A SodaStream Partnership Won't Be an Easy Sell

After an Israeli daily newspaper reported that SodaStream International (NASDAQ: SODA  )  was mulling over a partnership with a major beverage company, shares of the stock surged 8% as speculation surged over who the suitor could be. Although it seems inevitable someone would want to hook up with the company, because it's the leader in home-based soda making, SodaStream comes with baggage the Keurig Green Mountain and Coca-Cola pairing never had to contemplate, so I'm not certain lightning's about to strike twice.  

Regardless of whether you think it's valid criticism or not, SodaStream's operations in an Israeli settlement in Palestine are a touchstone for controversy. Actress Scarlett Johansson's appearance in a Super Bowl ad for the DIY soda maker sparked an uproar earlier this year and led her to step down from a major anti-poverty organization that criticized her promo.

Whether you agree the West Bank settlements in Gaza are illegal or not is really beside the point, though it obviously colors your opinion of a company that operates from there or does business with one that is, and it's just that kind of polarization that will make corporate boardrooms skittish. So investors trying to read the tea leaves over which "major beverage company" is planning on partnering with SodaStream, assuming there really is one, also must calculate whether the company will want to be dragged into a debate with all the negative connotations, publicity, protests, and boycotts that will come with it.

Speculation naturally centers around PepsiCo (NYSE: PEP  ) , Dr Pepper Snapple (NYSE: DPS  ) , and Starbucks (NASDAQ: SBUX  ) as natural contenders, but there are compelling reasons that rule each of them out.

  • Pepsi already has a bottling company in Gaza, the Yazegi Group, but it's owned by a Palestinian family. An association with SodaStream might be seen as harmful to that relationship, and though it could just as easily be seen as a mark of balance, politics and long-standing conflicts have a way of negating such clarity.
  • Dr Pepper, which derives its revenues almost wholly from the U.S. soda market and could benefit from a new product innovation (the failure of its recently added Core 4 TEN line weighs heavily on its performance), might want an international presence, but likely wouldn't want to start off having to defend its decision from controversy.
  • Starbucks also operates numerous stores throughout the Arab world, but several years ago was falsely accused of donating a week's worth of profits to the Israeli army, which lead to numerous protests around the world. It's doubtful it would want to stir up such a hornet's nest, and those memories, again.

Once more, regardless of whether it's right or wrong and no matter where you personally stand, corporations have to take these issues into account, and it seems to me these three major beverage companies in particular would prefer to err on the side of caution than cause a backlash of negativity by becoming a partner with SodaStream.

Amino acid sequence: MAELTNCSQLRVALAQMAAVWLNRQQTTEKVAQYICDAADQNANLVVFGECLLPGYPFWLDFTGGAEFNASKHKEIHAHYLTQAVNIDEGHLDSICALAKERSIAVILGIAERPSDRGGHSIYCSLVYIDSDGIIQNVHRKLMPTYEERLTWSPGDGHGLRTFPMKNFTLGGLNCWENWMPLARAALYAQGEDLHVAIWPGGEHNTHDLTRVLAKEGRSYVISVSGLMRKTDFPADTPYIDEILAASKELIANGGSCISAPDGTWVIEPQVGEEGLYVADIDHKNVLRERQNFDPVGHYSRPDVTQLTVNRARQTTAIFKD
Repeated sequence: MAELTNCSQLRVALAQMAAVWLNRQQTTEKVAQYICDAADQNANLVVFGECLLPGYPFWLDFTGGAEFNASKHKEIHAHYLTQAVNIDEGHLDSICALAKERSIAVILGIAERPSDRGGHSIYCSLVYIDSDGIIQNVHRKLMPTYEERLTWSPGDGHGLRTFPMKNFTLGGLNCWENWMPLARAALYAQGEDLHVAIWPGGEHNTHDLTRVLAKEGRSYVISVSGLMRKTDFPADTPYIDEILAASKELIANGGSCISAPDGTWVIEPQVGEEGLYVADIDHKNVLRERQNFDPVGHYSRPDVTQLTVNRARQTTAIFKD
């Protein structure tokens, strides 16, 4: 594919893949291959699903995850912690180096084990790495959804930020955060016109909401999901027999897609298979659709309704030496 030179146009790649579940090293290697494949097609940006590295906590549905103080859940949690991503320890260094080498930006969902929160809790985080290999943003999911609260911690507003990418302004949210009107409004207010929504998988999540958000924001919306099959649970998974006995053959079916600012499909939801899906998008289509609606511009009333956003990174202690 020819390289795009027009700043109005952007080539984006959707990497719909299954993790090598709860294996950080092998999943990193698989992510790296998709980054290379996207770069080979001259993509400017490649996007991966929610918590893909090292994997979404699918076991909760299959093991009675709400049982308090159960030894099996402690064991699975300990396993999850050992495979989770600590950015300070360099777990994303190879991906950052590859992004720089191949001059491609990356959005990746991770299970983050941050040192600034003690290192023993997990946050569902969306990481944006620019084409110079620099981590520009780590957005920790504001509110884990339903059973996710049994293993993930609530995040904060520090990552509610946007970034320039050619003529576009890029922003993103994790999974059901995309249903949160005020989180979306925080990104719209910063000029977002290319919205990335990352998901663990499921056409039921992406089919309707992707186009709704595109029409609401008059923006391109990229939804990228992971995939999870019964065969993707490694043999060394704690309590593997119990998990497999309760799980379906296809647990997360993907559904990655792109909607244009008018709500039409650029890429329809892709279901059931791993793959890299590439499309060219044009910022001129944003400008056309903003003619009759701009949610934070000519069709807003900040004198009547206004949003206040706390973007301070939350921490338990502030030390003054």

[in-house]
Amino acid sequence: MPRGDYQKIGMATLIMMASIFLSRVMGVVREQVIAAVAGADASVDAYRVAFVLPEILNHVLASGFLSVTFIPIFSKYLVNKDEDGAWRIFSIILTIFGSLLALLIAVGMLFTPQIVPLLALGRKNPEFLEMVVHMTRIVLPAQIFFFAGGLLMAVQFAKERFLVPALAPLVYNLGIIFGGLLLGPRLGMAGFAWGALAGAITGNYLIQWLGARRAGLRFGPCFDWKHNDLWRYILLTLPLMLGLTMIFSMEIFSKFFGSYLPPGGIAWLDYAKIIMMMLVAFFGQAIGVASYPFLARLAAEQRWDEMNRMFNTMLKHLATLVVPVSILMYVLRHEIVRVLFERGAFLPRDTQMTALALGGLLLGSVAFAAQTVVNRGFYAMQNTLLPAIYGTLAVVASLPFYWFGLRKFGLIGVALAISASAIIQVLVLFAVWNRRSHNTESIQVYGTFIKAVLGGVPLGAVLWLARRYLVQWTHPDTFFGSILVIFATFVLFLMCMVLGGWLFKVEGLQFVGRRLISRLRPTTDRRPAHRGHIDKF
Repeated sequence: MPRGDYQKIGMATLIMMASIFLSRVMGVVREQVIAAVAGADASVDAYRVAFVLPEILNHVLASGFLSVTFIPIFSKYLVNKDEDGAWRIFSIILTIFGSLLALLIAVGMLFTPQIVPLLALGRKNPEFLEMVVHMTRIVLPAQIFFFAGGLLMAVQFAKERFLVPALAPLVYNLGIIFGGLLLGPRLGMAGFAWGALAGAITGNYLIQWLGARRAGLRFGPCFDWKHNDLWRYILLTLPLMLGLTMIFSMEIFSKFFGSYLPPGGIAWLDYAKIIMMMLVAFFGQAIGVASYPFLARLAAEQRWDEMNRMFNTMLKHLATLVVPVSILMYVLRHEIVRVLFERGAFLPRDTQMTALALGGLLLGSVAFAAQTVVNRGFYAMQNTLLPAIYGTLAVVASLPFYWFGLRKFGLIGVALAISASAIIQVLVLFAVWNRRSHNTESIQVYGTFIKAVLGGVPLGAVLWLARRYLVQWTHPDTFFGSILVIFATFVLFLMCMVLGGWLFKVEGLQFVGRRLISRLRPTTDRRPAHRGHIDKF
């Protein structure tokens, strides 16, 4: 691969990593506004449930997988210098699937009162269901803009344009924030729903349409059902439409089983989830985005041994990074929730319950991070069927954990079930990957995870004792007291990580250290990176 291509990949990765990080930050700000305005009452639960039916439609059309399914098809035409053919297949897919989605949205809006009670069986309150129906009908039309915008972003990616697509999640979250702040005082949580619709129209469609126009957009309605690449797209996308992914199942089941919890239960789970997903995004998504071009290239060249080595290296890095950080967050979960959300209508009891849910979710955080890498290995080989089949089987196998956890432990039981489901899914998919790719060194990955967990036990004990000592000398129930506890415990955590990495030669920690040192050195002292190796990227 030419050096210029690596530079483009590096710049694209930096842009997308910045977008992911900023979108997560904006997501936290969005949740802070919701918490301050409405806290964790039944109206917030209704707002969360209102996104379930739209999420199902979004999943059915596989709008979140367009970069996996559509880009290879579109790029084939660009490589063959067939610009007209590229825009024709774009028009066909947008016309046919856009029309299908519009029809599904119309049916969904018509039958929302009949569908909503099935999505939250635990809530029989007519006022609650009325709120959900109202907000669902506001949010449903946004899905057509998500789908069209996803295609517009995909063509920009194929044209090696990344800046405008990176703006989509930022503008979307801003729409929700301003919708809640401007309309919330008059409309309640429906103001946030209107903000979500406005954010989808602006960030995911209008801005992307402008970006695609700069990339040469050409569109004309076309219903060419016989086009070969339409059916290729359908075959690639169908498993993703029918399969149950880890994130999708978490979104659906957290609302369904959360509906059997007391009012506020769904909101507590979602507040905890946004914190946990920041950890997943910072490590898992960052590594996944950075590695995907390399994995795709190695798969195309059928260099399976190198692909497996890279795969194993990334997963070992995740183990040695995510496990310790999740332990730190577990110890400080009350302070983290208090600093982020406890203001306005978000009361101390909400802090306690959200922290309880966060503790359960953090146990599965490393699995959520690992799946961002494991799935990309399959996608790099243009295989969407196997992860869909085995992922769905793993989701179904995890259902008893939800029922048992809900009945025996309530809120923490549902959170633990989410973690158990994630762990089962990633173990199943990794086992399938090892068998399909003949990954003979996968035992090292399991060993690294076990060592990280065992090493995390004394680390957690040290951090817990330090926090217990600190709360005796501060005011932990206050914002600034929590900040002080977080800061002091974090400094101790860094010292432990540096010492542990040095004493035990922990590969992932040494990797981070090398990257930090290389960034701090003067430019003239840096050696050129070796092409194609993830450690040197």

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Read/Post Comments (4) | Recommend This Article (1)

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  • Report this Comment On April 21, 2014, at 7:31 PM, martinitony wrote:

    So, your theses is that to keep the anti-Semites happy you have to avoid a deal with Sodastream.

  • Report this Comment On April 23, 2014, at 2:25 PM, stefaith wrote:

    "Regardless of whether you think it's valid criticism or not, SodaStream's operations in an Israeli settlement in Palestine are a touchstone for controversy"

    I live in Ma'aleh Adumim , a city in Judea, the same one in which SodaStream operates. There is no country called Palestine, and where I live is not a settlement.

  • Report this Comment On April 24, 2014, at 3:27 AM, Ausrussell wrote:

    There are new protests almost daily against SodaStream in both the US and Europe. And given the momentum of the BDS movement they are not going to stop and will grow to include anyone who deals with SodaStream. It is not racist or anti-Semite to seek justice for Palestinians, just as boycotting South Africa was motivated by the need for justice which politicians weren't providing. SodaStream is breaking the Geneva Convention by profiting from occupation. Giving them money is funding exploitation and apartheid practices.

  • Report this Comment On April 24, 2014, at 8:52 PM, MargaretFell wrote:

    Rich Duprey - gets '0' for geography and D- for research -- the West Bank is not in Gaza -- there are no illegal Settlements in Gaza. The Illegal settlements ( illegal under international law -IV Geneva convention) are all in Palestine ( a State in the UN) also called the West Bank . The Soda Stream oppression products are manufactured in the illegal settlement Mishor Adumim ( the industrial adjunct to Male adumim. Read UNOCHA weekly reports - just Google it ! , for the gross human rights abuses that are perpetrated by the State of Israel and the IDF every day in Palestine - Dear Israeli Settlers living in the illegal settlements -- its easy to ignore the oppression when you are enjoying the benefits.-- but where is your moral conscience. As happened in 1946 -- will you say you didn't know..?.. MF 240414

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